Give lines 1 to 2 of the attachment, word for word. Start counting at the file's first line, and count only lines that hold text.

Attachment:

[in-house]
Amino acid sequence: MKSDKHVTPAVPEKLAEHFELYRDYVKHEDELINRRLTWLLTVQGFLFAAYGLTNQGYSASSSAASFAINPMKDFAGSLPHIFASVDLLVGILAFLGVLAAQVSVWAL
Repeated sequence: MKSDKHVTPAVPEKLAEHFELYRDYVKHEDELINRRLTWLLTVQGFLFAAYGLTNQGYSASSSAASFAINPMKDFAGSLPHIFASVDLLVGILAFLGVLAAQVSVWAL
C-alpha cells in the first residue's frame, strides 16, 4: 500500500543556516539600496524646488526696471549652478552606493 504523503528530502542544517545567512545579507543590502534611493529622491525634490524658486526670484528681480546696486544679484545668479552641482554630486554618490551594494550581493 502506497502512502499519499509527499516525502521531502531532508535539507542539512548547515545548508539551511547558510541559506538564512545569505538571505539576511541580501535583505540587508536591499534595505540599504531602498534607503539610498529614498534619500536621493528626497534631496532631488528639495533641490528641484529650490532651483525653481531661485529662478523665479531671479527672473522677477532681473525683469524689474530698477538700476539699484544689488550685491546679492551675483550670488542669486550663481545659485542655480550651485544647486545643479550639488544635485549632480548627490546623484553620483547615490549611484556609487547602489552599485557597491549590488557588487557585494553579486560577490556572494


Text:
[in-house]
Amino acid sequence: MKSDKHVTPAVPEKLAEHFELYRDYVKHEDELINRRLTWLLTVQGFLFAAYGLTNQGYSASSSAASFAINPMKDFAGSLPHIFASVDLLVGILAFLGVLAAQVSVWAL